Good times coming slow

A recent measurement of Mississippi’s economy is generally positive, but it also shows how statistics can be misleading or even wrong.

The website RichStatesPoorStates.org this week ranked each state based on “a forward looking forecast based on the state’s standing in 15 important state policy variables.”

The site says Mississippi’s future economic outlook ranks 24th — which is OK. It is certainly better than our usual location at the bottom of any economic list.

Low personal income and corporate income tax rates helped the state’s ranking, as did its debt payments as a share of tax revenue. But Mississippi loses ground because of its high sales tax rate and because it has a relatively high number of public employees per 10,000 residents.

The site has ranked state economies for more than a decade, and a look at the past 10 years is where questions start to bubble up.

It turns out that Mississippi has slipped in the future economic outlook standings for the past two years. It ranked in the top 20 from 2008 to 2015, peaking at No. 10 in 2013. These figures would imply that the state weathered the 2008 recession fairly well, when anyone who has been here for the past decade knows that’s inaccurate.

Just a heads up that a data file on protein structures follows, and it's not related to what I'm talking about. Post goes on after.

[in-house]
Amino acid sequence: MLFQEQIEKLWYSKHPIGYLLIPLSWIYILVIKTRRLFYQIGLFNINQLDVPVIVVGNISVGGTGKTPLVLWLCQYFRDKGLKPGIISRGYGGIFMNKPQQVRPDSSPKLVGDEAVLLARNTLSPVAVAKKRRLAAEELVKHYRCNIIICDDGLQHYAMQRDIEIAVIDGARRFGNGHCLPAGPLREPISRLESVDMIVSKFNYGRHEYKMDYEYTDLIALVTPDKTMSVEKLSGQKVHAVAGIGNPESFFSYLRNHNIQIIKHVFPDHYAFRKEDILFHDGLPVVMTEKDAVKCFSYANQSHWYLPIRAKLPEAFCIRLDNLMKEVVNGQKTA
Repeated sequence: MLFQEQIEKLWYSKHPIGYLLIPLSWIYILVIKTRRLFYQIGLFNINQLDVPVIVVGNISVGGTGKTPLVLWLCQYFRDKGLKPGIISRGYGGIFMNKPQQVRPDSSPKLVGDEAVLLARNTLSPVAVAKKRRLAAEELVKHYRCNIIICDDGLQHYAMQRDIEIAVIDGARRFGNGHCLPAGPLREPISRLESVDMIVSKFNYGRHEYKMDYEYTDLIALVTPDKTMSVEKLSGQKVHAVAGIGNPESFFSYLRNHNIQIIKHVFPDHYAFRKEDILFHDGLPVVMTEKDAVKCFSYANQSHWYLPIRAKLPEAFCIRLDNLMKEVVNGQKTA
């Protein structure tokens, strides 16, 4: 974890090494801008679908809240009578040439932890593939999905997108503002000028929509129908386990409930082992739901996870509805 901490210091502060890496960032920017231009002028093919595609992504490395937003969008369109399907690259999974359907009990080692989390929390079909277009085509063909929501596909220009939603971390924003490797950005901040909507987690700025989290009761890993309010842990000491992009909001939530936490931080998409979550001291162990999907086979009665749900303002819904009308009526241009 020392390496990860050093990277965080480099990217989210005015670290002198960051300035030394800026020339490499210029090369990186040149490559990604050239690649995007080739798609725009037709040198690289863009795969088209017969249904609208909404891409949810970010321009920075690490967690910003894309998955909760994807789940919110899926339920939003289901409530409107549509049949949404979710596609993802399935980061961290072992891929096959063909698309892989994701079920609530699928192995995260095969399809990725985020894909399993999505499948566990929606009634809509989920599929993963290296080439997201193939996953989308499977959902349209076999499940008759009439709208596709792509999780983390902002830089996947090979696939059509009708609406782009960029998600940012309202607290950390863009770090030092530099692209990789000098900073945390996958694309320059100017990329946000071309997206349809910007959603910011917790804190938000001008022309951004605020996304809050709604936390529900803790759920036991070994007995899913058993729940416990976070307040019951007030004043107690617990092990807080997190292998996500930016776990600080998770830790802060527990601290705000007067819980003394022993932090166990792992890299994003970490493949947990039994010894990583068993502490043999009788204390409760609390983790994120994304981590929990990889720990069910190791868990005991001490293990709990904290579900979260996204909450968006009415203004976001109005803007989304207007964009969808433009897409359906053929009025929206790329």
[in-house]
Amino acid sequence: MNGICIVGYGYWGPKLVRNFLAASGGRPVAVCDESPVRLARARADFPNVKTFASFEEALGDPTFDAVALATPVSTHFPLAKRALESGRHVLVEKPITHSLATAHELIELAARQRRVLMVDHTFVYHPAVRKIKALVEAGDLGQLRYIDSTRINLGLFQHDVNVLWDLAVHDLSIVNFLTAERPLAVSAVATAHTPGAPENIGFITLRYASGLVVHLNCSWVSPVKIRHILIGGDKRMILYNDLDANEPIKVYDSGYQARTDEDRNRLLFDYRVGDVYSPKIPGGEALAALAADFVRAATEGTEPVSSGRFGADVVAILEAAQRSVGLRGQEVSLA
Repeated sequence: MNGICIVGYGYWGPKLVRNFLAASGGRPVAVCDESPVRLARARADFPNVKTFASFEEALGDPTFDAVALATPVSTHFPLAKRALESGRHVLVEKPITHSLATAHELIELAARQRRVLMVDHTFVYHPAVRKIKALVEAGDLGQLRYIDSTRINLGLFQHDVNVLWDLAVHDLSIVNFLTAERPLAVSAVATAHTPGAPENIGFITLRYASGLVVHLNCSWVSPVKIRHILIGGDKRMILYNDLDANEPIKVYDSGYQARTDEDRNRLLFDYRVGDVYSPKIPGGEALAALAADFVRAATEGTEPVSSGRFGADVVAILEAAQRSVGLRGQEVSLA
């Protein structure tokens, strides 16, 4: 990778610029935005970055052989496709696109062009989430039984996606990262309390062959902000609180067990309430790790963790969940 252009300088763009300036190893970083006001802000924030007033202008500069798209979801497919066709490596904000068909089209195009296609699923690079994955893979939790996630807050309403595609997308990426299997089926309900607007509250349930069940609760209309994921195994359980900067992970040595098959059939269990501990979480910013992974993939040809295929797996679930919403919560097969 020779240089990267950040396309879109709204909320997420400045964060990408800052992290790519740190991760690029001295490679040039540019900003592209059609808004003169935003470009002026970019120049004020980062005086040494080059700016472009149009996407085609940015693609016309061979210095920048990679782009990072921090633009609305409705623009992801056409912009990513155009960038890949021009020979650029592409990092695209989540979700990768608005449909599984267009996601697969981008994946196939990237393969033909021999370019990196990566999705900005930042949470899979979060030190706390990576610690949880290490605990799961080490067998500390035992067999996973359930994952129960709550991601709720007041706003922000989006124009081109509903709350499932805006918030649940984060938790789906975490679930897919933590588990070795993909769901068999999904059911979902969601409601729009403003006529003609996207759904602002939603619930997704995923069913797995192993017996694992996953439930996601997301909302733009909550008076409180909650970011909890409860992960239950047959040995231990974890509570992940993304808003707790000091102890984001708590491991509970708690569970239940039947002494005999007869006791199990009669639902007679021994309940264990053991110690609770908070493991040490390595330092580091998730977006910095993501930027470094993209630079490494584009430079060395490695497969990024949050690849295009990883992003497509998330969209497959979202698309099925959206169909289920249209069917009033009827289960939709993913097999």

The state’s unemployment rate is lower than it’s ever been, but that success is muted by the fact that there are no more jobs now in Mississippi than there were a decade ago. Unemployment is down only because people have left the work force — which is not a sign of improvement.

Mississippi’s 24th spot also must be questioned in any economic survey that puts mighty Texas only at No. 14 and California at No. 47. California has many problems, including excessively high taxes, but the state has an enviable track record of overcoming its deficiencies and growing its economy.

Another part of the survey, the economic performance ranking, seems to be more accurate. This one ranks states on actual performance over the past decade in gross domestic product, population and employment.

Here, Texas gets the No. 1 spot, while tax-happy California is 20th because more than 920,000 people have left the state.

This ranking puts Mississippi in more familiar territory: 44th place. The state’s GDP is up 25 percent in the past decade, ranking 37th. Employment growth is minus 0.39 percent, meaning a net loss of jobs. And most worrisome, 60,000 people left the state from 2007 to 2016.

This is the trick of the statistics. The future outlook has been saying for a decade that Mississippi’s economy is in the top half of states, which implies that things ought to be getting better. But that prediction simply has been wrong. The state’s actual performance during the past decade shows we have fewer jobs and people have been leaving.

It’s getting tiresome to repeat this, but one day Mississippi’s economy will rebound and help the state catch up with the rest of the country. It just hasn’t happened yet.

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